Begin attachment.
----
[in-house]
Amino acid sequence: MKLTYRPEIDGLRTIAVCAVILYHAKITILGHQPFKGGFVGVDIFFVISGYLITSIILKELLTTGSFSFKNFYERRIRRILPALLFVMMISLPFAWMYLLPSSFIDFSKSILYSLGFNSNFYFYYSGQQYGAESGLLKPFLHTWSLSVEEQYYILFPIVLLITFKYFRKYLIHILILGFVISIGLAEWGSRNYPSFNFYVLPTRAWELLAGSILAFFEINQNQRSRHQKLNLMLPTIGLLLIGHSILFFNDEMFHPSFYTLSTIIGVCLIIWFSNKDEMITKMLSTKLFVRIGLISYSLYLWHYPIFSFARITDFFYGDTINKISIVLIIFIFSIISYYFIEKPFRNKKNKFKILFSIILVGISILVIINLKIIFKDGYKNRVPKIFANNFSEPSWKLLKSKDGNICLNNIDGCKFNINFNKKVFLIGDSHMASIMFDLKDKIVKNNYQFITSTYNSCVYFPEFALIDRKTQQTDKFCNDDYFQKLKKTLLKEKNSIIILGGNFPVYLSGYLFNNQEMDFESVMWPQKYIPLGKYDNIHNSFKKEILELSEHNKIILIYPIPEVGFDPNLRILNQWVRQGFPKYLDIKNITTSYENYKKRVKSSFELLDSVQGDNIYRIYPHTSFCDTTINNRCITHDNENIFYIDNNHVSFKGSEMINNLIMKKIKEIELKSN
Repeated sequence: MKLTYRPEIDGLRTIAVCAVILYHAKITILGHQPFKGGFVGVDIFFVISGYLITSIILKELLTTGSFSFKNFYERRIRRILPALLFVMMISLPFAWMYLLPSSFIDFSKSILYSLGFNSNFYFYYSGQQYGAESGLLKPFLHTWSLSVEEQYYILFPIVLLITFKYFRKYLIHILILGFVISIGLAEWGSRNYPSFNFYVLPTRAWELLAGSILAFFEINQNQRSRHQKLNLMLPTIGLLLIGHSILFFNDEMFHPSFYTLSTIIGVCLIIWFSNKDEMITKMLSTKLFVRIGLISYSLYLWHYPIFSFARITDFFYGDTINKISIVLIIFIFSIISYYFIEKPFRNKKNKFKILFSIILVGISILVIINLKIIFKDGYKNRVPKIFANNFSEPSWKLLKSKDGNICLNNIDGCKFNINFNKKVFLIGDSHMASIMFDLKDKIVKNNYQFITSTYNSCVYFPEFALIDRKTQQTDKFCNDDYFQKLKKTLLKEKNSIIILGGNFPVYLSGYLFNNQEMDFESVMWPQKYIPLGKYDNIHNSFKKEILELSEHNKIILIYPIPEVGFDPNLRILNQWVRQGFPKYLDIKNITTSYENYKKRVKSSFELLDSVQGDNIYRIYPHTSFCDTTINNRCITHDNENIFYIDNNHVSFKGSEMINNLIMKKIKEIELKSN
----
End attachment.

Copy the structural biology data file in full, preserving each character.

[in-house]
Amino acid sequence: MKLTYRPEIDGLRTIAVCAVILYHAKITILGHQPFKGGFVGVDIFFVISGYLITSIILKELLTTGSFSFKNFYERRIRRILPALLFVMMISLPFAWMYLLPSSFIDFSKSILYSLGFNSNFYFYYSGQQYGAESGLLKPFLHTWSLSVEEQYYILFPIVLLITFKYFRKYLIHILILGFVISIGLAEWGSRNYPSFNFYVLPTRAWELLAGSILAFFEINQNQRSRHQKLNLMLPTIGLLLIGHSILFFNDEMFHPSFYTLSTIIGVCLIIWFSNKDEMITKMLSTKLFVRIGLISYSLYLWHYPIFSFARITDFFYGDTINKISIVLIIFIFSIISYYFIEKPFRNKKNKFKILFSIILVGISILVIINLKIIFKDGYKNRVPKIFANNFSEPSWKLLKSKDGNICLNNIDGCKFNINFNKKVFLIGDSHMASIMFDLKDKIVKNNYQFITSTYNSCVYFPEFALIDRKTQQTDKFCNDDYFQKLKKTLLKEKNSIIILGGNFPVYLSGYLFNNQEMDFESVMWPQKYIPLGKYDNIHNSFKKEILELSEHNKIILIYPIPEVGFDPNLRILNQWVRQGFPKYLDIKNITTSYENYKKRVKSSFELLDSVQGDNIYRIYPHTSFCDTTINNRCITHDNENIFYIDNNHVSFKGSEMINNLIMKKIKEIELKSN
Repeated sequence: MKLTYRPEIDGLRTIAVCAVILYHAKITILGHQPFKGGFVGVDIFFVISGYLITSIILKELLTTGSFSFKNFYERRIRRILPALLFVMMISLPFAWMYLLPSSFIDFSKSILYSLGFNSNFYFYYSGQQYGAESGLLKPFLHTWSLSVEEQYYILFPIVLLITFKYFRKYLIHILILGFVISIGLAEWGSRNYPSFNFYVLPTRAWELLAGSILAFFEINQNQRSRHQKLNLMLPTIGLLLIGHSILFFNDEMFHPSFYTLSTIIGVCLIIWFSNKDEMITKMLSTKLFVRIGLISYSLYLWHYPIFSFARITDFFYGDTINKISIVLIIFIFSIISYYFIEKPFRNKKNKFKILFSIILVGISILVIINLKIIFKDGYKNRVPKIFANNFSEPSWKLLKSKDGNICLNNIDGCKFNINFNKKVFLIGDSHMASIMFDLKDKIVKNNYQFITSTYNSCVYFPEFALIDRKTQQTDKFCNDDYFQKLKKTLLKEKNSIIILGGNFPVYLSGYLFNNQEMDFESVMWPQKYIPLGKYDNIHNSFKKEILELSEHNKIILIYPIPEVGFDPNLRILNQWVRQGFPKYLDIKNITTSYENYKKRVKSSFELLDSVQGDNIYRIYPHTSFCDTTINNRCITHDNENIFYIDNNHVSFKGSEMINNLIMKKIKEIELKSN